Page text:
Through running these festivals and making connections with both producers and consumers of beer, I’ve come across various projects and initiatives that aim to introduce more women to beer and break down the stereotype that beer is a drink primarily for men. Dea Latis, for instance, who we welcomed to our first festival as hosts of a Beers with Breakfast event of a six course beer and food matching (oof), are a group of female beer fans who carry the slogan ‘Bringing Beer to Women’ as it’s ‘too good to be enjoyed by only men!’. Various articles have cropped up in mainstream press about how the beer industry tries and fails to reach female consumers who more often opt for a spirit and mixer or a glass of wine. But while these articles report significant disparity on a national scale between the numbers of men and women choosing beer, where we reside in Norfolk a woman ordering a pint of beer is no shocking sight. There are so many great pubs, local breweries and ale houses with ever changing selections of beer that a pint is a trusty order for any drinker in these parts – and that’s why we wanted to focus on the craft of making beer itself rather than redressing a gender imbalance at the point of consumption. Women identifying more with a product because it’s made by women and therefore being more likely to choose it may well be a happy repercussion but our focus is on where women appear in the brewing industry, specifically as the creators, designers and producers of beer, particularly in the shift in beer talk from ‘traditional real ale’ to ‘American-style craft beer’.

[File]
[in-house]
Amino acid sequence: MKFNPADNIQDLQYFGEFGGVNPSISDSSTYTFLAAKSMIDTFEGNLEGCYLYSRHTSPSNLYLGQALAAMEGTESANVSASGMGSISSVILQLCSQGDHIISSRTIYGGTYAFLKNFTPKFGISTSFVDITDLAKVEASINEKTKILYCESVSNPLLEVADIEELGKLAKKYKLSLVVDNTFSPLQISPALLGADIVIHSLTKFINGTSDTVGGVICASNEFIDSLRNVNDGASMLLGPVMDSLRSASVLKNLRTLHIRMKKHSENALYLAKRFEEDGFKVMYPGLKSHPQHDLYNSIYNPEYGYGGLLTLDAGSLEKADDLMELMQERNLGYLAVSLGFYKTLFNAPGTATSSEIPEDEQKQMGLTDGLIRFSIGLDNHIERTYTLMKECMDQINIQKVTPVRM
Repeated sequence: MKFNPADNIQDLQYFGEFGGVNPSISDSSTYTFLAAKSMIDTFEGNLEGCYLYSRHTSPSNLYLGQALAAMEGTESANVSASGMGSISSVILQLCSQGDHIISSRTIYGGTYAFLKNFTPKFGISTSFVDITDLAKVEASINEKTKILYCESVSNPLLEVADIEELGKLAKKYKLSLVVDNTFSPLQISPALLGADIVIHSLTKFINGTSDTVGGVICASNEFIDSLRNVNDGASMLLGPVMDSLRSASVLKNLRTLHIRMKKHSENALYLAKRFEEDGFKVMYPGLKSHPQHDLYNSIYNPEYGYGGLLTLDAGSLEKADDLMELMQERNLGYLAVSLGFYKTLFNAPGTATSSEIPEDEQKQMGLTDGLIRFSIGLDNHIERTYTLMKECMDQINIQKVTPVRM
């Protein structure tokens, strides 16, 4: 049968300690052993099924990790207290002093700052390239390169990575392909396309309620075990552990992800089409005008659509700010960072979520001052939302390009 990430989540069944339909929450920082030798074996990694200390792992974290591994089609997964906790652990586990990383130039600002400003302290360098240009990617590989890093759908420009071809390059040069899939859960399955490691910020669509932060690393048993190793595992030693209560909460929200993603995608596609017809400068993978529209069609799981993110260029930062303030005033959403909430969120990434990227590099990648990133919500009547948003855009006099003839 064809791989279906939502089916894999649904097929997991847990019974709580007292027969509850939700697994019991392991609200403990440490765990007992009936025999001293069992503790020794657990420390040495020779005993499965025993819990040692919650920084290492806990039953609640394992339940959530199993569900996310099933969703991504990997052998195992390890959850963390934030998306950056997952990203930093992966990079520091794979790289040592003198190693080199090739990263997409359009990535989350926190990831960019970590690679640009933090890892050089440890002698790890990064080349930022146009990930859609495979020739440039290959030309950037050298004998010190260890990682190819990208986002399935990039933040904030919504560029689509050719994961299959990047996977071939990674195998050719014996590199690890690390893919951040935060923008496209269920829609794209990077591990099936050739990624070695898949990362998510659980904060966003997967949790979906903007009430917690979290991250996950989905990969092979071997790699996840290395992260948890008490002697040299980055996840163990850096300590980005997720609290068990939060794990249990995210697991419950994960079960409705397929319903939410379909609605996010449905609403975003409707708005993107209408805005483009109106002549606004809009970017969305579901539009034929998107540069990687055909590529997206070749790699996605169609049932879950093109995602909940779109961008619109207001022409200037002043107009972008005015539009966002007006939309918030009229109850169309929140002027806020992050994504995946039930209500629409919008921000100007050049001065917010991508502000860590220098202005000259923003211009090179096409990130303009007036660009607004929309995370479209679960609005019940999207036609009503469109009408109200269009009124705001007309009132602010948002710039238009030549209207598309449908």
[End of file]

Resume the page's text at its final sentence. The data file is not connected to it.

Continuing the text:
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There has been some attention to the unfortunate tradition of using objectifying, fetishized images of women to sell beer, equating women to the product that is for sale with blonde beers getting names like Easy Blonde and Blonde Bombshell and the pub in the Houses of Parliament famously serving a beer called ‘Top Totty’ (see http://pumpclipparade.co.uk/tag/sexism/ for a depressing array). Male gaze is an understatement in this particular practice. The aggressive marketing of big brand lagers towards male consumers and the preconception that ale is an inherently ‘old man’ drink for the male dominated space of the British pub is not a new issue for the brewing industry.

And while we see a problematic approach to gender in terms of its branding and the ways in which this positions the beer consumer, the beer industry – particularly the real ale and craft beer sector – continues to have a massive imbalance in its workforce. In Norfolk, out of the 35 or so small breweries, only one was headed up by a woman, Jo Coubrough at Jo C’s Norfolk Ales, until recently when Belinda Jennings made the move from Adnams in Suffolk to be Head Brewer at Woodforde’s in Norfolk (we like to point out that this means since FEM.ALE began in 2012, the number of women-led breweries in Norfolk has doubled…).

My interest in terms of research, developing in conversation with my colleagues Victoria Cann and Helen Warner at UEA, is not limited to the underrepresentation of women in the craft beer workforce, as there are so many industries wherein women make up a very small number of those working in the most lucrative, creative or most celebrated jobs. I wish to examine the specificities of beer as a craft industry: in an economic condition that is seeing more and more women retreating from stable employment and conventional workspaces (as stability becomes an increasing misnomer) into craft-based self employment, why is craft beer brewing still so overwhelmingly (perceived as) a male profession?